And each time I laughed, rolled my eyes, and walked away. I am the biggest cynic, well second biggest to my husband. Essential oils were not going to help. What a joke. I am not sure what changed my thinking, but it was probably the realization that I was being a hypocritical asshole. If removing dyes and HFC had that big of an impact on my kids then why wouldn't a natural substance help them?

So, I took the plunge. I bought essential oils, diffusers, and went to experimenting.

This cynical asshole typing this blog is telling you with as much shock as anyone can muster up, they are working for my family. Certain oils are helping to relax E2 and she is able to fall asleep. E1 is experiencing a calmness to her that I have never seen. I diffuse oils in their room at night and diffuse during the morning routine and homework time. If seeing that change was not enough to get me believing, I tried some oils on a pain in my husband's foot he got from exercising. The next morning I asked him if his foot was feeling better and he looked at me and said, "I am embarrassed to say it does feel better." OH MY. We have become THOSE PEOPLE. We are oil people. Still, I didn't believe. All of this was luck. Coincidence. And then I used the oils on myself. DAMN IT. THEY WORK.

I am not surprised we ended up here, but at the same time I am. If you know me and even if you only know me through my blog, you KNOW I am not a bull shit type person. You make your own life. You make your own choices. No excuses.

Oils do not prevent you from making dumb choices but they can help you feel better in many ways. I am still going to doctors, I am still using western medicine - apparently this is a "fear" when you start telling people you use oils. Relax people, I am still me. I am just becoming a better me.

And the girls? The oils have completed our health transformation and were their missing link to being their best selves too.

Want to learn more about essential oils?
learn more

Want to buy essential oils? (Start with the starter kit/membership - you can buy oils wholesale afterward)
buy oils

Have questions? Email me at 

Friday, April 14, 2017

The Missing Earring

Shabbat dinner. A weekly celebration of G-d's creation of the world, a week's worth of trials and errors, and a time to reflect and start anew.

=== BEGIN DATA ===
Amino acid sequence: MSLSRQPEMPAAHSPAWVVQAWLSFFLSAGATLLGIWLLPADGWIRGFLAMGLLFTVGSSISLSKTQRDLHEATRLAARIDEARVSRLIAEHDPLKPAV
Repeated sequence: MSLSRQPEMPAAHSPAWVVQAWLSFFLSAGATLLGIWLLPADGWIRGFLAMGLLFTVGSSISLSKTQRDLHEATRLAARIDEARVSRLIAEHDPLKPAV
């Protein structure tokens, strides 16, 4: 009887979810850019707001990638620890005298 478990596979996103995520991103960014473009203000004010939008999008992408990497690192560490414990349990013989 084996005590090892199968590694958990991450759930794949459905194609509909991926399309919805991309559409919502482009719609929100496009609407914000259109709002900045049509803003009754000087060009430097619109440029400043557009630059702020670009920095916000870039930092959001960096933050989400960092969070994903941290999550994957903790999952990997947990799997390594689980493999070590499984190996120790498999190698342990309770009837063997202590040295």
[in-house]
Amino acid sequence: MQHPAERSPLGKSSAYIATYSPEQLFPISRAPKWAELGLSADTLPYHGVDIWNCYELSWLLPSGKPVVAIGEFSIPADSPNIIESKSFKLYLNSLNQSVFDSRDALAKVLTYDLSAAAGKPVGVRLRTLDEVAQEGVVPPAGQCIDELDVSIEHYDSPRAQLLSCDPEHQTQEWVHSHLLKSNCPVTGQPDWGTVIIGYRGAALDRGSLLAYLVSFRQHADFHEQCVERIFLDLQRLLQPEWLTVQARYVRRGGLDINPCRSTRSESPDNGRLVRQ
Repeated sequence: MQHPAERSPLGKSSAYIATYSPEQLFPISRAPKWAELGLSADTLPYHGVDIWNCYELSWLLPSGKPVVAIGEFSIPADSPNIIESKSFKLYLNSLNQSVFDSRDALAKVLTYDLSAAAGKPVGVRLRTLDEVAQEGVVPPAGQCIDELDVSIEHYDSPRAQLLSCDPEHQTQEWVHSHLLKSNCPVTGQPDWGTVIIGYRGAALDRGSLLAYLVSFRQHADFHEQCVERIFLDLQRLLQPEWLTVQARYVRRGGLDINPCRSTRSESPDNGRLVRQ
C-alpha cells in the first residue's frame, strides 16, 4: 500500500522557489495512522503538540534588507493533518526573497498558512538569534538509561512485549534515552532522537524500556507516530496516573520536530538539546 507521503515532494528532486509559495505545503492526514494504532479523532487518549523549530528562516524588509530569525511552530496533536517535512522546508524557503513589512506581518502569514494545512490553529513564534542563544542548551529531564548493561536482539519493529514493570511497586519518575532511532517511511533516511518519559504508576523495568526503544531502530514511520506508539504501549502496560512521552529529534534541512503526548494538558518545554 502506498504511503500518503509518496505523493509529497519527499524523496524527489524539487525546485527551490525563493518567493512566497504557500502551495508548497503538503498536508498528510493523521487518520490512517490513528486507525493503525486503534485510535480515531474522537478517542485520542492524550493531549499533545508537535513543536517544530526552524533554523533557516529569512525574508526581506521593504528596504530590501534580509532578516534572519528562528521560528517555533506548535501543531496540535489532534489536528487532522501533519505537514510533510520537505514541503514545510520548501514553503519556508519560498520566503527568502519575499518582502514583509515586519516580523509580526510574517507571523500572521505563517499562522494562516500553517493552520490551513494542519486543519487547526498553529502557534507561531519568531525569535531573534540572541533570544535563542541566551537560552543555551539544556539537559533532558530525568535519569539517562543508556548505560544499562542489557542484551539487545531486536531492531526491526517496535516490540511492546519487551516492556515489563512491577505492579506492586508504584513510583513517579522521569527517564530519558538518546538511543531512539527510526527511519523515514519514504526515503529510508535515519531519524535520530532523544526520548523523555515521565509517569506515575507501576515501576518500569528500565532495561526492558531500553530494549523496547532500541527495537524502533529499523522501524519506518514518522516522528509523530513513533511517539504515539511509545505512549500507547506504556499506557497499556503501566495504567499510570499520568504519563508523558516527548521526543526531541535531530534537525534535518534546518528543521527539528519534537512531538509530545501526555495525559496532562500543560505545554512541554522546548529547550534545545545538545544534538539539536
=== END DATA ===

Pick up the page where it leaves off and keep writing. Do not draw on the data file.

Tonight the four of us gathered around our dining table, said the prayers over the candles, wine, and matzah (it is also Passover), and then began to eat our meal.

E2 is extremely tired from a full "Cousin Day" of fun and is begging to go to sleep. She brings me her pajamas and changes for bed. I take out her ponytail, her earrings, etc.

E1, the hubs, and I continue to eat dinner and chat away about our days.

A few moments later I notice E2's earrings. I actually notice an earring. As in one. Shit. Where is the other earring? They are pink hearts and her favorite! Crap. Where is the other earring?

Eat, eat,, chat, chat.....Fuck. Did I just eat the earring?

E1 goes to the restroom and I tell the hubs, "I think I ate E2's earring." He literally is like what the fuck. Now, I am feeling it in my throat. It won't budge. I ask him if I need to go to the emergency room. I ask him if it will perforate my intestines. I ask him if I need to throw up, get an x-ray, OH MY G-D, my throat really hurts!!!

E1 is now back from the bathroom and is dying to know what we are talking about and why is daddy laughing, and what am I Googling......I'll tell you what I Googled "Eating an earring." FUCK. I am reading about eating an earring and now I am laughing because OF COURSE it is all about KIDS eating things.
WHY would a FORTY year old eat an EARRING?!? How does this even happen? ONLY ME.

I tell the hubs I can feel it moving in my chest. I tell him it hurts. I tell him this cannot be good and even though Google says it will be in my shit in three days, I still think I should see a doctor. For G-d's sake I ATE AN EARRING. I am making sounds with my throat trying to cough it up, I am rubbing my neck, my chest, making more sounds....It is like I am my own symphony telling the story of an earring caught in an esophagus.

All of a sudden the hubs says, "Are you serious?!?" I look at him and he is holding the missing earring. It was apparently hiding at the other end of the table.


I cannot stop laughing.